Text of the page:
Methods

The study was conducted by designing a controlled educational scenario about PHRs and applying it to a cohort of undergraduate medical students. At the end of the educational session, a purpose-built questionnaire was distributed to every student receiving this education, in an effort to obtain data on the student responses and attitudes against the PHR they used; these data were then statistically analysed and modelled in order to predict future attitudes and intentions for PHR use. An approval from the Ethical Committee of the Medical School of the Aristotle University of Thessaloniki, Greece, was granted for this study (ref No. A5726).

Settings and subjects

The sample consisted of 1st year cohort of undergraduate students of the Medical and Dental Schools of the AUTH, who participated in a single two-hour laboratory session, which was structured on the basis of the educational PHR scenario. This lab session was part of the Medical Informatics I course of the academic year 2010–2011 and was offered in November 2010 (it was the 5th in a series of six (6) lab sessions on acquiring practical medical informatics skills), and accompanied by the theoretical EHR/PHR lecture given (along the traditional way) in the amphitheatre. Thus, presumably, each student had acquired theoretical knowledge about EHR/PHR systems before committing to the lab activity. We assume that the sample is uniform with respect to the background obtained by students (medicine or dentistry), because, at the time this lab was taught, all students had gained similar learning experiences by following the teaching schedule of basic medical sciences; thus, from now on, the sample will be merely called as “medical students”.

Educational scenario

The educational scenario consisted of students obtaining instructions on Google Health as a model of a PHR, which followed the guidelines of a protocol that was constructed on this purpose.

The educational scenario was chosen to be patient-oriented, i.e. considering and facing students as individual PHR users. As the course was offered to first-year students in a preclinical context, it is imperative it could not be considered to support clinical decision making. In addition, the scenario could not assume that would foster skills they would directly require in the future; nonetheless, it can be confidently stated that the scenario was deemed appropriate and possibly useful as a first practical encounter with PHRs and, more importantly, as a good example of how they could aim to educate their (future) patients to use this or similar system in the following years.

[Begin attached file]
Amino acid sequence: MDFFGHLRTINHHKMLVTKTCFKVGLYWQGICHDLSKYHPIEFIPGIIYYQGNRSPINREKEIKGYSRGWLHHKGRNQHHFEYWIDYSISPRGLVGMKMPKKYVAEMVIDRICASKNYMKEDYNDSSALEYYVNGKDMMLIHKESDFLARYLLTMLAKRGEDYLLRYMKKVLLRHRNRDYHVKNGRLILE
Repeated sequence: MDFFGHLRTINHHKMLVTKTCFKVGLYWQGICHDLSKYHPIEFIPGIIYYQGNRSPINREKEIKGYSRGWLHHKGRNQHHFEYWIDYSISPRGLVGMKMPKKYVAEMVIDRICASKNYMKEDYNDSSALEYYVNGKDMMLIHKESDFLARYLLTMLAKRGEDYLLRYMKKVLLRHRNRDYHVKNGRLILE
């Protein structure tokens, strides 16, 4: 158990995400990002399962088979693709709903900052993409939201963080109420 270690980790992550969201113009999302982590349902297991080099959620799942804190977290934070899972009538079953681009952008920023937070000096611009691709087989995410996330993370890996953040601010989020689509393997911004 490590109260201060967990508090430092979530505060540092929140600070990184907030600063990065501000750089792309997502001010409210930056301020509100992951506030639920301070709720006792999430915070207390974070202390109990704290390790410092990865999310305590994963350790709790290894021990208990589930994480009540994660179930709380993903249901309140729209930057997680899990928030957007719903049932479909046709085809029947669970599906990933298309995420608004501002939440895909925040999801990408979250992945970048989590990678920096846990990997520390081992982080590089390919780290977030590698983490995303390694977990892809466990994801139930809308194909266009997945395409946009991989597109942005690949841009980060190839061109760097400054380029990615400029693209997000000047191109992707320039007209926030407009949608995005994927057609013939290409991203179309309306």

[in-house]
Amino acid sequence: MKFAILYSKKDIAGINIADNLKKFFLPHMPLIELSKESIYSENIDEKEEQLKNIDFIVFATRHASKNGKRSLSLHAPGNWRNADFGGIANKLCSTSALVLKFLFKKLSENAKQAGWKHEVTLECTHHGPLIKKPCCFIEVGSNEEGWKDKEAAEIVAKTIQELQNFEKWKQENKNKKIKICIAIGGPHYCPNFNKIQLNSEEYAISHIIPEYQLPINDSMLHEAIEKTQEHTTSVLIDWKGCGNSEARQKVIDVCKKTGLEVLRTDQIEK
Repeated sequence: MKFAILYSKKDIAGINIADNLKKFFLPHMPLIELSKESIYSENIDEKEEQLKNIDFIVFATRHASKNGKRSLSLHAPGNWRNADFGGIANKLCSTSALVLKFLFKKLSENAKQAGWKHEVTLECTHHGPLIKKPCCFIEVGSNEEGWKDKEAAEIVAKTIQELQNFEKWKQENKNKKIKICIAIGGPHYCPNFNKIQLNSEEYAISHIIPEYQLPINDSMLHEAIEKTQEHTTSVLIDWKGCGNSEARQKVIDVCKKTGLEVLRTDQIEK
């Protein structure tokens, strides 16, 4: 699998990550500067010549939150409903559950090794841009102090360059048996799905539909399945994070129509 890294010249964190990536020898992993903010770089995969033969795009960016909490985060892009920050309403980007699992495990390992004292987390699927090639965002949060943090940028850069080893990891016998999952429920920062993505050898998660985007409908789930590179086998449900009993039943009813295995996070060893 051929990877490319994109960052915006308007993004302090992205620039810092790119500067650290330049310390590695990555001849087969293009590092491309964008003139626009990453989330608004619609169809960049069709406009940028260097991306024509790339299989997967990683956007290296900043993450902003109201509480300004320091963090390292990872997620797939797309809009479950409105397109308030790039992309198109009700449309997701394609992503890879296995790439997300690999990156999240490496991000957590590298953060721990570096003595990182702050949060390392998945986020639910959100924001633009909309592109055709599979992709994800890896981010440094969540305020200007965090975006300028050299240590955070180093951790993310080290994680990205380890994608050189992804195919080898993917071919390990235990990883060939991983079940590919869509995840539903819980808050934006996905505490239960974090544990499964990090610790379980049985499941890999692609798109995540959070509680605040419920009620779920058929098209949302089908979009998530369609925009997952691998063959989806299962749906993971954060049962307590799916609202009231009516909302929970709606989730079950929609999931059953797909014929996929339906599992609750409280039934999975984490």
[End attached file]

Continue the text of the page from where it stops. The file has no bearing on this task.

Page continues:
It also had to be based on the context of the other four (4) preceding lab scenarios, which the students followed weekly before the PHR one. As a result, the educational scenario was applied to thirty three (33) small groups of students (each of about ten (10) to fifteen (15) students), which followed, individually (i.e. not as a group work) the two (2) hour- long laboratory session. The protocol was facilitated by two (2) instructors in each lab session, who were responsible for one group of students. The instructors, mostly graduate or research students, were all associates/members of the Lab of Medical Informatics at AUTH. The protocol, as well as, all accompanying teaching material was provided to them in an “Educating the Educators” mode, at least one (1) week before them administering the actual lab session. Needless to mention of course, that the drafting of all this educational material (student handouts as well as the instructions and aids for educators underwent a series of revision rounds so as to minimise any likely drawbacks).

In the scenario, Google Health, one of the two major PHR service Web providers (the other one being Microsoft HealthVault [46]), was chosen as a model PHR system for this sample, due to the relative simplicity of its architecture (compared to Microsoft HealthVault [47]) and the minimal list of prerequisites needed. The only requirements which had to be met were the existence of an Internet connection and a Gmail account for every computer unit that was to be utilised. Thus, the scenario to be run was relatively simple even for first-year medical students, as the majority of them are, nowadays, Web-literate at the basic level [48]. The version of Google Health used for both the drafting of the protocol and the education of students was the one available after September 15, 2010. Because it was to be used as a model PHR, we only chose core PHR functionalities to be presented, without any third-party applications that Google Health might have been cooperating with at that time.

The final protocol included three parts:

• An oral, slideshow-based, presentation was made by the instructor on PHRs in the context of EHRs and, then, Google Health. The EHR definition was given [49], followed by the PHR definition [1] and the most important characteristics which a PHR should incorporate [50]. Information on Google Health’s functionalities and privacy policy [51] were also provided through the same means. This procedure was a necessary step in order to assure that every student has a minimum, basic background knowledge concerning the aims of the very lab session and the objectives they were attempting to achieve, while at same time forming a PHR reference (control) to be compared to Google Health during the survey that was following (see below).